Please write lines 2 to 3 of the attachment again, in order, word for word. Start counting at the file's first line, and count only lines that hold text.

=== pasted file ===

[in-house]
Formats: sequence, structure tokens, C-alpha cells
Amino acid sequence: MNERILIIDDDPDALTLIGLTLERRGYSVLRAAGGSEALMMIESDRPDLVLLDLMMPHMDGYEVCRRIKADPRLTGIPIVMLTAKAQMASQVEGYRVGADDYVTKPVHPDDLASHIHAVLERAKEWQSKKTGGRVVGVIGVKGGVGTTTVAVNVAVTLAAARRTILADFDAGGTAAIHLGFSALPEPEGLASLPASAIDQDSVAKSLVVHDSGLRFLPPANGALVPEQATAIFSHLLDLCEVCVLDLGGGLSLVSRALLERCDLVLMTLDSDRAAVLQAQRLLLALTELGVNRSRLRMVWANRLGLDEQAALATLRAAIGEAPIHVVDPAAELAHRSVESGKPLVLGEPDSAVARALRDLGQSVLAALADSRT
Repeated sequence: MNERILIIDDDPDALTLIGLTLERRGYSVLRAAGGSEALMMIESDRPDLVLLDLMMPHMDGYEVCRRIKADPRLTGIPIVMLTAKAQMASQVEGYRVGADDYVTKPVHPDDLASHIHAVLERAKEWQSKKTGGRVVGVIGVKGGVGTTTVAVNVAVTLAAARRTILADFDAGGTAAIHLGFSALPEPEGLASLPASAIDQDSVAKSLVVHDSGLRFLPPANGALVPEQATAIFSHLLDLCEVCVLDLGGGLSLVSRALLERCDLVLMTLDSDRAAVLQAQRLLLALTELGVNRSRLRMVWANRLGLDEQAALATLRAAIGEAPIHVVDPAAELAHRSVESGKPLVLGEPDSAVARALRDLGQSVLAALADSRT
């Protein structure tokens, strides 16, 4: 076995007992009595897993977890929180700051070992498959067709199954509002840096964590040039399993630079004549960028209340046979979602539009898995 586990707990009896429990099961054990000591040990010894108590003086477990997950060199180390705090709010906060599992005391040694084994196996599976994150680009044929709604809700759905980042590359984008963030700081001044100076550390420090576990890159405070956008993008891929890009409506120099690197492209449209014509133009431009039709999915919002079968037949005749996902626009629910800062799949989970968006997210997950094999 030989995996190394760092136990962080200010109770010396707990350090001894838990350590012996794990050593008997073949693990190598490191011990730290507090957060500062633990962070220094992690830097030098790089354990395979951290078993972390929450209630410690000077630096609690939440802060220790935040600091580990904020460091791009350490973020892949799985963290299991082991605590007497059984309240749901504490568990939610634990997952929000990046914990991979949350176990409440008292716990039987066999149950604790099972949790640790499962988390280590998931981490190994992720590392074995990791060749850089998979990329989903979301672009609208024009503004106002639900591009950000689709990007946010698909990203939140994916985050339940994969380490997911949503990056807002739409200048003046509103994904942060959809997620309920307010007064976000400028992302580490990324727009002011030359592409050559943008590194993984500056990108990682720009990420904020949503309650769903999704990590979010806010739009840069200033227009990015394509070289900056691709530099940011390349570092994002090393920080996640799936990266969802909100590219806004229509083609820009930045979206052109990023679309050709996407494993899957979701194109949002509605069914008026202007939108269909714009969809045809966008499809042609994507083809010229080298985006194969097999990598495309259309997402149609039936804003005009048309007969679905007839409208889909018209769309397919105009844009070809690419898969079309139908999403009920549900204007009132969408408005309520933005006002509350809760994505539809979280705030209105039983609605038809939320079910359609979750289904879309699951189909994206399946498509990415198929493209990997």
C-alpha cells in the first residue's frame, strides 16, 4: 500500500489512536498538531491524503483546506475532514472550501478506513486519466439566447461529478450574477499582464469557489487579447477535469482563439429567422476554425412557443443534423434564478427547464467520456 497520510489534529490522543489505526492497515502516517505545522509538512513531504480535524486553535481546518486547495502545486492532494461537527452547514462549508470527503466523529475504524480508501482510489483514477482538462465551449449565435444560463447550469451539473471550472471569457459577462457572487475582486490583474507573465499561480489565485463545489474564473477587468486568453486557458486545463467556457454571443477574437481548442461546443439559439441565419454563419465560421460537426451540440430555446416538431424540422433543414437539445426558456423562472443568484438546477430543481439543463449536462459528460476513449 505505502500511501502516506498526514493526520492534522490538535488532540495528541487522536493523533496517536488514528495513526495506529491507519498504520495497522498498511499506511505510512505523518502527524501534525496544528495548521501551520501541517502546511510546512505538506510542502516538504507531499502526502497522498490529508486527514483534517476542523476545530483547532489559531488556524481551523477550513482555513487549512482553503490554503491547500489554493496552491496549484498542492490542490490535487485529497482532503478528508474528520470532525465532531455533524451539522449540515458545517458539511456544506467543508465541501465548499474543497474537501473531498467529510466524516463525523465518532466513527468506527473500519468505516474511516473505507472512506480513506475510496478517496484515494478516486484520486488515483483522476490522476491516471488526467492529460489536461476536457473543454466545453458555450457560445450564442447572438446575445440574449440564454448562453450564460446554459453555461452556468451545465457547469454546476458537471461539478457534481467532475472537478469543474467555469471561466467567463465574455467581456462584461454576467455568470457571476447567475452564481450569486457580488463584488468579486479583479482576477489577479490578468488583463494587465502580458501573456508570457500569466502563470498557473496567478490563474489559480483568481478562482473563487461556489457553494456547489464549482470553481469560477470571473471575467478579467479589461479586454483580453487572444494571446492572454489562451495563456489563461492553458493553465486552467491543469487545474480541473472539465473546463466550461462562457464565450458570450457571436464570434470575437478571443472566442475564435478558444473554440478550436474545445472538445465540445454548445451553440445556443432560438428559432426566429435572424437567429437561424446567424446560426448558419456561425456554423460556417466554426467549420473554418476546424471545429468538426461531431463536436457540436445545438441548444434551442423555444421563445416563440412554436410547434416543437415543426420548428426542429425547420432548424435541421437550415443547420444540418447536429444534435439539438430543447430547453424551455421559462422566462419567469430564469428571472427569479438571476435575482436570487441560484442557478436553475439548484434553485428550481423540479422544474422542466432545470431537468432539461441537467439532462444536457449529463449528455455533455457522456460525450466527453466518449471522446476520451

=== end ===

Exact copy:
Formats: sequence, structure tokens, C-alpha cells
Amino acid sequence: MNERILIIDDDPDALTLIGLTLERRGYSVLRAAGGSEALMMIESDRPDLVLLDLMMPHMDGYEVCRRIKADPRLTGIPIVMLTAKAQMASQVEGYRVGADDYVTKPVHPDDLASHIHAVLERAKEWQSKKTGGRVVGVIGVKGGVGTTTVAVNVAVTLAAARRTILADFDAGGTAAIHLGFSALPEPEGLASLPASAIDQDSVAKSLVVHDSGLRFLPPANGALVPEQATAIFSHLLDLCEVCVLDLGGGLSLVSRALLERCDLVLMTLDSDRAAVLQAQRLLLALTELGVNRSRLRMVWANRLGLDEQAALATLRAAIGEAPIHVVDPAAELAHRSVESGKPLVLGEPDSAVARALRDLGQSVLAALADSRT